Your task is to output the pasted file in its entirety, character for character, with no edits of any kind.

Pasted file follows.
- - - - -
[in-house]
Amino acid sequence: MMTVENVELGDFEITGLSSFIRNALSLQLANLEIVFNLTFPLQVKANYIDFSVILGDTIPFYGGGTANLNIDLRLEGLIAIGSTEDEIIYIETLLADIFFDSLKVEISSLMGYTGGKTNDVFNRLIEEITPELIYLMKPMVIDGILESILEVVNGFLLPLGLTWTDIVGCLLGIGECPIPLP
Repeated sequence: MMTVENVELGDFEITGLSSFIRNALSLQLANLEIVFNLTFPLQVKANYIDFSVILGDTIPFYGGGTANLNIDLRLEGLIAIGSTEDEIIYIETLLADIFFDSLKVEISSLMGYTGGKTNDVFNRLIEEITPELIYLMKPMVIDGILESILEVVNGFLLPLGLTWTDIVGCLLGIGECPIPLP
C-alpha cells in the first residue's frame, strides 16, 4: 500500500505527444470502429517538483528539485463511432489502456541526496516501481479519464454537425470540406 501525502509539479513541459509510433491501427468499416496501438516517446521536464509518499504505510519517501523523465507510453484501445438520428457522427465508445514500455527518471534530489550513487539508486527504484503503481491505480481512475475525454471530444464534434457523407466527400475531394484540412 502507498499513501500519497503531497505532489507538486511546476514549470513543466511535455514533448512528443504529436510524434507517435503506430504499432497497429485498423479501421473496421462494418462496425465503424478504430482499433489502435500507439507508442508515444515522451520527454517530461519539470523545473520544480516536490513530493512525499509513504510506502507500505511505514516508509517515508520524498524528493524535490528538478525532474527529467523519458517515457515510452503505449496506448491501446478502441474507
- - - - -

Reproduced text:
[in-house]
Amino acid sequence: MMTVENVELGDFEITGLSSFIRNALSLQLANLEIVFNLTFPLQVKANYIDFSVILGDTIPFYGGGTANLNIDLRLEGLIAIGSTEDEIIYIETLLADIFFDSLKVEISSLMGYTGGKTNDVFNRLIEEITPELIYLMKPMVIDGILESILEVVNGFLLPLGLTWTDIVGCLLGIGECPIPLP
Repeated sequence: MMTVENVELGDFEITGLSSFIRNALSLQLANLEIVFNLTFPLQVKANYIDFSVILGDTIPFYGGGTANLNIDLRLEGLIAIGSTEDEIIYIETLLADIFFDSLKVEISSLMGYTGGKTNDVFNRLIEEITPELIYLMKPMVIDGILESILEVVNGFLLPLGLTWTDIVGCLLGIGECPIPLP
C-alpha cells in the first residue's frame, strides 16, 4: 500500500505527444470502429517538483528539485463511432489502456541526496516501481479519464454537425470540406 501525502509539479513541459509510433491501427468499416496501438516517446521536464509518499504505510519517501523523465507510453484501445438520428457522427465508445514500455527518471534530489550513487539508486527504484503503481491505480481512475475525454471530444464534434457523407466527400475531394484540412 502507498499513501500519497503531497505532489507538486511546476514549470513543466511535455514533448512528443504529436510524434507517435503506430504499432497497429485498423479501421473496421462494418462496425465503424478504430482499433489502435500507439507508442508515444515522451520527454517530461519539470523545473520544480516536490513530493512525499509513504510506502507500505511505514516508509517515508520524498524528493524535490528538478525532474527529467523519458517515457515510452503505449496506448491501446478502441474507